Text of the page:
# nextnano - Software for semiconductor nanodevices

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## nextnano++

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nnp:cbr_1d_potential

## 1D Transmission (CBR)

Author: Takuma Sato, nextnano GmbH

In this tutorial we calculate the transmission coefficient $T(E)$ as a function of energy $E$. We consider the following pedagogical examples we learn in undergraduate quantum mechanics courses.

• Single potential barrier
• Step potential
• Quantum well
• Double potential barrier

To calculate transmission spectra with nextnano++, we use Contact Block Reduction (CBR) method (see also documentation). This tutorial is an analog of nextnano3 tutorial.

#### Reference

• Ballistic Quantum Transport using the Contact Block Reduction (CBR) Method - An introduction, S. Birner, C. Schindler, P. Greck, M. Sabathil, P. Vogl, Journal of Computational Electronics (2009)

The corresponding input files are

• Transmission_CBRtutorial_1Dsinglebarrier_nnp.in
• Transmission_CBRtutorial_1Dstep_nnp.in
• Transmission_CBRtutorial_1Dwell_nnp.in
• Transmission_CBRtutorial_1Ddoublebarrier_nnp.in
• Transmission_CBRpaper_1Ddoublebarrier_nnp.in

### Single Potential Barrier

We first consider transmission through a finite quantum barrier. 10 nm barrier is located in a 50 nm sample. After running the input file, we obtain the following bandedge profile. The barrier height is set to $E_{\mathrm{barrier}}=0.3$ eV. Figure 1: The conduction bandedge profile (bandedge_Gamma.dat).

With nextnano++, one can calculate the transmission spectrum using the CBR method (cf. here for details). The sample input file is generalised so that you can change the barrier width and alloy content (which determines the barrier height).

Here we look into the barrier width dependence. In nextnanomat, go to 'Template' tab and select the input file. Then at the bottom you can select how to sweep the value (here List of values) and variable Barrier_Width. The list of values shows up automatically, as it is specified in the input file with the tag ListOfValues. Clicking the button Create input files generates multiple input files by sweeping variables. Please go to 'Simulation' tab and run the simulation.

The result is written in transmission_cbr_Gamma1.dat. The barrier width $w$ affects the transmission coefficient as shown in Figure 2. Figure 2: Transmission coefficient as a function of energy for different barrier width $w$ [nm]. The dashed line marks $E_{\mathrm{barrier}}$.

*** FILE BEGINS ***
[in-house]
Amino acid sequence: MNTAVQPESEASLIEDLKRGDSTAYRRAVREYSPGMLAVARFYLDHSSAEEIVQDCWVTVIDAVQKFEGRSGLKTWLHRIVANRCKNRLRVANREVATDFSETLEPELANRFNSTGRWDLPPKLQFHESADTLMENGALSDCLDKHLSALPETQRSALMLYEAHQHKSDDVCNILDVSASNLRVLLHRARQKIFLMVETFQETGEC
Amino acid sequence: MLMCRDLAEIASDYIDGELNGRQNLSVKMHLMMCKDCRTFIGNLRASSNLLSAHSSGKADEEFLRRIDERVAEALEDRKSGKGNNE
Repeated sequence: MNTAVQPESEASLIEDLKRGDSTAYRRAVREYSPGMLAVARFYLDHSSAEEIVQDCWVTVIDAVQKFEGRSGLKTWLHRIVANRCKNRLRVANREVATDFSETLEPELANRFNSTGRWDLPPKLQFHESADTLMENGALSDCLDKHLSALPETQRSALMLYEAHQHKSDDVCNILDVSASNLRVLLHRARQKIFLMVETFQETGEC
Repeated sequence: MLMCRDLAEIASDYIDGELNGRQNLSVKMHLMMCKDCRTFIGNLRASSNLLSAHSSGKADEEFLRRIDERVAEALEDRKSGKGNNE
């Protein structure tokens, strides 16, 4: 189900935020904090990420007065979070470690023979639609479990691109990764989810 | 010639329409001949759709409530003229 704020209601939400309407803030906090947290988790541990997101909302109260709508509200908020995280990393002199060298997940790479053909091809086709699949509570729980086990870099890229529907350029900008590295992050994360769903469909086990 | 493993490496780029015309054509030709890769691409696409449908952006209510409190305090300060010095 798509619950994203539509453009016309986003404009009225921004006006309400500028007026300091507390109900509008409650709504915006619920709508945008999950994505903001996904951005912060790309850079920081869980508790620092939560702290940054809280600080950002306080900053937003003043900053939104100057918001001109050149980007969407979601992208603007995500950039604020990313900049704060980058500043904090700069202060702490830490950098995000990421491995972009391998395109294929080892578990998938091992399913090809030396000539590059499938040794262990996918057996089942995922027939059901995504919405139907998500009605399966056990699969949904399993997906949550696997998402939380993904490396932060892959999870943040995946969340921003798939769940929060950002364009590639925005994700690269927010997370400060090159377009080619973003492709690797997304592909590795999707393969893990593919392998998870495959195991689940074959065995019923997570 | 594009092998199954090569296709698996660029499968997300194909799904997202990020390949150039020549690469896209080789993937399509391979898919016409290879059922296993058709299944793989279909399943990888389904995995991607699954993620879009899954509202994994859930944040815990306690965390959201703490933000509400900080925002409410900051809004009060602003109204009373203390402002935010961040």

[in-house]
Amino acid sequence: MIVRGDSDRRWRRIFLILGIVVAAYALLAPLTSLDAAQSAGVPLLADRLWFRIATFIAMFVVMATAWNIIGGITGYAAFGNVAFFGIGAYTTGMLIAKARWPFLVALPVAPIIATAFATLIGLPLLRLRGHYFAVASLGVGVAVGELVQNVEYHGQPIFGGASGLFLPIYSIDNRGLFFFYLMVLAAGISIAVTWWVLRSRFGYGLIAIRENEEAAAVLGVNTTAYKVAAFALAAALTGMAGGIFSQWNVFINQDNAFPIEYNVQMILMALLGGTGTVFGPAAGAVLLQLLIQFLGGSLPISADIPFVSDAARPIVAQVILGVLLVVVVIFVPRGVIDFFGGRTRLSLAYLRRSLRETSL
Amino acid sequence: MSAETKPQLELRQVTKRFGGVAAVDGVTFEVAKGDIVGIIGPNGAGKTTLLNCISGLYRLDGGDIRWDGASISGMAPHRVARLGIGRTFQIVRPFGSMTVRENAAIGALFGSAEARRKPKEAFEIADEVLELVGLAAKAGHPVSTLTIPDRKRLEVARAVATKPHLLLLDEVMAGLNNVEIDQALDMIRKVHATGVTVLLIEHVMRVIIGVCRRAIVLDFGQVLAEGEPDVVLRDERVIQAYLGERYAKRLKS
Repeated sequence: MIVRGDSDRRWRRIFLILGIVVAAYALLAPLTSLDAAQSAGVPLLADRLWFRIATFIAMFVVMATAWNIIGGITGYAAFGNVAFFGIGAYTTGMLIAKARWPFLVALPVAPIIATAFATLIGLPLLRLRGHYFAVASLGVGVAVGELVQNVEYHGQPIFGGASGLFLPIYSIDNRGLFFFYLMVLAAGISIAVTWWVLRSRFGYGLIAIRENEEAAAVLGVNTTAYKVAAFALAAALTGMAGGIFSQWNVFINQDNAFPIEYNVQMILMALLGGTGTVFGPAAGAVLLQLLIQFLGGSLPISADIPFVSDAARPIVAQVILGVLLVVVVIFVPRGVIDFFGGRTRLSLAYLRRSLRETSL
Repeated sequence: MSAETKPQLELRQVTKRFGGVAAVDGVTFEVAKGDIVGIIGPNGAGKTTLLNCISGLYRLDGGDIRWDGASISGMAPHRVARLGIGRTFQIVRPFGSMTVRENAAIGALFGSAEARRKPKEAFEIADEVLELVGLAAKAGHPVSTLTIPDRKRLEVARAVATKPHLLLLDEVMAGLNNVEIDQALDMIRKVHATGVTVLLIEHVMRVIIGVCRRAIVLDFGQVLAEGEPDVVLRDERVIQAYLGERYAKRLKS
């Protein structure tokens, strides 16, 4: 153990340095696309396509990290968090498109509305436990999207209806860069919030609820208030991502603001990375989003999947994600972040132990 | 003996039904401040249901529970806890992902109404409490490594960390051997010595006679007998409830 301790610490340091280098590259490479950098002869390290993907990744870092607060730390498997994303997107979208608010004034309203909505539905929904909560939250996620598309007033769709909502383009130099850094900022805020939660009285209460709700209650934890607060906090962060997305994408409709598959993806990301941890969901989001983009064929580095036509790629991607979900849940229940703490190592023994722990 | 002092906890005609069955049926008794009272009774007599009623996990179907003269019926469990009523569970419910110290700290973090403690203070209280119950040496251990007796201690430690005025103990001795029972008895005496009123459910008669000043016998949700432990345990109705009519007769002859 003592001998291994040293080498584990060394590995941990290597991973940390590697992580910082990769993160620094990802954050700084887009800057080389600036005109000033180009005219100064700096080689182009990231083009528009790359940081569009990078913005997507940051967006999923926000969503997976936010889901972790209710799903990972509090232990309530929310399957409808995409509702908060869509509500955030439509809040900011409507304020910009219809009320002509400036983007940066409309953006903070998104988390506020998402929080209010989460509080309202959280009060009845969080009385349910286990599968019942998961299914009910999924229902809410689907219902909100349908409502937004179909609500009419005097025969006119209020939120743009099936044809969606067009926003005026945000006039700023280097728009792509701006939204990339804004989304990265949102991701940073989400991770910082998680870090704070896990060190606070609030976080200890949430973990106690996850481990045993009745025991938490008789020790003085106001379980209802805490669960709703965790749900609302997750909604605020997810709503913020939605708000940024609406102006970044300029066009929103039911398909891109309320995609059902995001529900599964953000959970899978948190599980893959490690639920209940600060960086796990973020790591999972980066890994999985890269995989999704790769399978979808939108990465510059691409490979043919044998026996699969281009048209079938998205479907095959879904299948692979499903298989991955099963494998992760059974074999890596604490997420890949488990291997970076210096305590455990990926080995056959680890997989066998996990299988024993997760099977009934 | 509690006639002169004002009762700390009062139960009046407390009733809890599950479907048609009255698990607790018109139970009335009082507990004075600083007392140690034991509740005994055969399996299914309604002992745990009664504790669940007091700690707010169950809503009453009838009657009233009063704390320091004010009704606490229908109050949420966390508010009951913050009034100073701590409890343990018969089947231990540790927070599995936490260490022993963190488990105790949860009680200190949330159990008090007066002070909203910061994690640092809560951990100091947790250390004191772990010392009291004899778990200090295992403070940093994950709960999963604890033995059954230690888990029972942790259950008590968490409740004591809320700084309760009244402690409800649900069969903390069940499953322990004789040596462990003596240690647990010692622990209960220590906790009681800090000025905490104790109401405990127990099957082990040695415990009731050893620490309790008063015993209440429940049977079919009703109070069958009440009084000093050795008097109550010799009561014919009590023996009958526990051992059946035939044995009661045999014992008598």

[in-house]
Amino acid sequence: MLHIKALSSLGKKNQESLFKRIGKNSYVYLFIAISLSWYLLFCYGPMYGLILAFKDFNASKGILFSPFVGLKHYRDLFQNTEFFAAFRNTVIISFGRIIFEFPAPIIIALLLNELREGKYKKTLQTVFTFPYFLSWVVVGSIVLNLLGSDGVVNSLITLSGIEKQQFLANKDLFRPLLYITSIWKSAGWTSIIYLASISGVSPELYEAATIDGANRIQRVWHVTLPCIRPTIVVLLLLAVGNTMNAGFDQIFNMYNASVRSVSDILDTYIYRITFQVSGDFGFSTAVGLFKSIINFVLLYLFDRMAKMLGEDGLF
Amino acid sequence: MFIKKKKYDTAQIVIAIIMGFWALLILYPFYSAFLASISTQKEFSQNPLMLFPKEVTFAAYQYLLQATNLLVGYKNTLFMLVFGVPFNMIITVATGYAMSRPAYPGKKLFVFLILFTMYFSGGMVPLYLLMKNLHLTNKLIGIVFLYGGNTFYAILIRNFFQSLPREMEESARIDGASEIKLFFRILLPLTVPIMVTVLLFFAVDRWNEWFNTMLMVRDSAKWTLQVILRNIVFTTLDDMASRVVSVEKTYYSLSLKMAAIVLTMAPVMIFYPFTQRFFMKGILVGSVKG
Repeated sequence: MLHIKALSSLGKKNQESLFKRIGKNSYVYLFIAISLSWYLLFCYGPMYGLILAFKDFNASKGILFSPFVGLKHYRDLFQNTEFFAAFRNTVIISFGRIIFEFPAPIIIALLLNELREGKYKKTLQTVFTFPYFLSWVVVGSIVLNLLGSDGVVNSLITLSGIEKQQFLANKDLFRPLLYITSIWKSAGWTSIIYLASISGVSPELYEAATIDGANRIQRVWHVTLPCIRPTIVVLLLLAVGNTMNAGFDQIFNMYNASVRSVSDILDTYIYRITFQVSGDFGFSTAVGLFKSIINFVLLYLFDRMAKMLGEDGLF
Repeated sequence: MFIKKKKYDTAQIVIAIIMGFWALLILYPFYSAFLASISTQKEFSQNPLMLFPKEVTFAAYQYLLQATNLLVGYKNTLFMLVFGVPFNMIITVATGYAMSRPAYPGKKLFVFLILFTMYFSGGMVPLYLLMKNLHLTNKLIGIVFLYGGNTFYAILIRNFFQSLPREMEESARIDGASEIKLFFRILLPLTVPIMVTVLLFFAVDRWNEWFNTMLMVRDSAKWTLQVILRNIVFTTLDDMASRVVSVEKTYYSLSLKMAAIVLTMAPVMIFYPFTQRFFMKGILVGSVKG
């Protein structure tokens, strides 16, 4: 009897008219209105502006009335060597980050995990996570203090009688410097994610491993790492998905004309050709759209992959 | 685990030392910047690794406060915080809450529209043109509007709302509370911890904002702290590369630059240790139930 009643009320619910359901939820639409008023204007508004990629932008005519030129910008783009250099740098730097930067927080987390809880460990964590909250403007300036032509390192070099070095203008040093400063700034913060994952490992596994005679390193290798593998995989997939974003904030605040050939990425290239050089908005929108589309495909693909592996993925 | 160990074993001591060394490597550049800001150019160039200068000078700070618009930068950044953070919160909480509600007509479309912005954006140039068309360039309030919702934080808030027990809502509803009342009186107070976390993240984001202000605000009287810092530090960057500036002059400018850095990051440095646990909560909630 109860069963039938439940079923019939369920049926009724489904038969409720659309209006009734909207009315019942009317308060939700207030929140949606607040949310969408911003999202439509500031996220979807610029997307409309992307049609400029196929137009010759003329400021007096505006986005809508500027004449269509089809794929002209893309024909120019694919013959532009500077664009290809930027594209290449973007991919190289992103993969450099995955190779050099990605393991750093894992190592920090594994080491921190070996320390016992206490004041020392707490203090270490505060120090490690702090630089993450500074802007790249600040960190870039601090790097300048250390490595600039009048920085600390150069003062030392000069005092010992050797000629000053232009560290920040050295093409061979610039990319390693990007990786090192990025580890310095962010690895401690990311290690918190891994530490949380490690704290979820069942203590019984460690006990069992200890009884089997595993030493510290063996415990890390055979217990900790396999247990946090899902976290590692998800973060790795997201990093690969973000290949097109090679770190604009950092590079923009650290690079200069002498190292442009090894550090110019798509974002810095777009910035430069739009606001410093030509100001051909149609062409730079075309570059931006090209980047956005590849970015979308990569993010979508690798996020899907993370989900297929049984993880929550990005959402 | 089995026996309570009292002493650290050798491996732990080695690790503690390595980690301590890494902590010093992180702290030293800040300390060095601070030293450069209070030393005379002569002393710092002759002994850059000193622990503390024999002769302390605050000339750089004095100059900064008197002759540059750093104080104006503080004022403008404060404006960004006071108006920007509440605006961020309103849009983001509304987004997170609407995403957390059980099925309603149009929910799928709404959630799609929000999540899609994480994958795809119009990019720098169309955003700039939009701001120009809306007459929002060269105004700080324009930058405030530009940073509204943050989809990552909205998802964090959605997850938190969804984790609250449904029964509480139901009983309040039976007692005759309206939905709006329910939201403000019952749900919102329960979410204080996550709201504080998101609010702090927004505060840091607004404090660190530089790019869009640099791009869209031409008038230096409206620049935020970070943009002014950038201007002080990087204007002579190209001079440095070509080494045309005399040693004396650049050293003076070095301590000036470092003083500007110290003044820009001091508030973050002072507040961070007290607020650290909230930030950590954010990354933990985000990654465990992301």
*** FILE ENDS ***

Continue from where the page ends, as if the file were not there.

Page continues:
Classical mechanics argues that the transmission is $0$ below $E_{\mathrm{barrier}}$ and abruptly increases to $1$ at $E_{\mathrm{barrier}}$. However, quantum mechanics allows electrons with energy below $E_{\mathrm{barrier}}$ to go through the barrier. This effect becomes even larger when the barrier is thin ($w=5$ nm in this example). Quantum mechanics also predicts a oscillatory behaviour above $E_{\mathrm{barrier}}$.

### Step Potential

For a step potential structure as shown in Figure 3, the transmission of electrons with energy below $E_{\mathrm{barrier}}$ is prohibited because the barrier is infinitely thick. Figure 4: Transmission spectrum for a step potential. Transmission is only allowed above the step.

### Quantum Well

Similarly a quantum well structure can be simulated. The well width is w=10nm here.

Again the transmission of electron within the barriers is impossible because the barrier is infinitely thick. Above 0eV, the spectrum shows an oscillatory behaviour. Figure 6: Transmission spectrum for the quantum well structure. The dashed line marks the top of the barrier.

### Double Potential Barrier

Finally we consider a double barrier structure with wall width 10 nm. The barrier interval is 10 nm.

This system has two resonant modes localized between the barriers. The bandstructure and wavefunctions are written in bandedge_Gamma.dat and \Quantum\wf_probabilities_shift_cbr_Gamma_0000.dat, respectively. Figure 8: Probability distribution $|\psi(x)|^2$ of the two resonant modes.

In the transmission spectrum, one can clearly see the sharp transmission at the energies of the resonant states in the quantum well. Please note that the vertical axis is logarithmic scale. Figure 9: Transmission coefficient of the double barrier structure. The spectrum has two sharp peaks below the barrier height 3.084 eV, which corresponds to the resonant mode within the barriers.

A resonant tunneling diode (RTD) is an example of a device that exploits this $\delta$-function-like behaviour of transmission coefficient $T(E)$.

### CBR efficiency assessment

• Input file: Transmission_CBRpaper_1Ddoublebarrier_nnp.in

Figure 4 in [Birner2009] compares the transmission coefficient of a double barrier structure for different number of eigenstates considered in the CBR method. The following figure shows the result reproduced by nextnano++ and demonstrates that the first resonant peak is accurately reproduced using incomplete set of eigenstates. The spectrum is not identical to the previous result because the barrier width here is 2 nm. Figure 10: Transmission coefficient for three different CBR parameters. The red curve is the result considering complete set of device eigenstates, while green and blue curves take into account only 40% and 10% of them, respectively.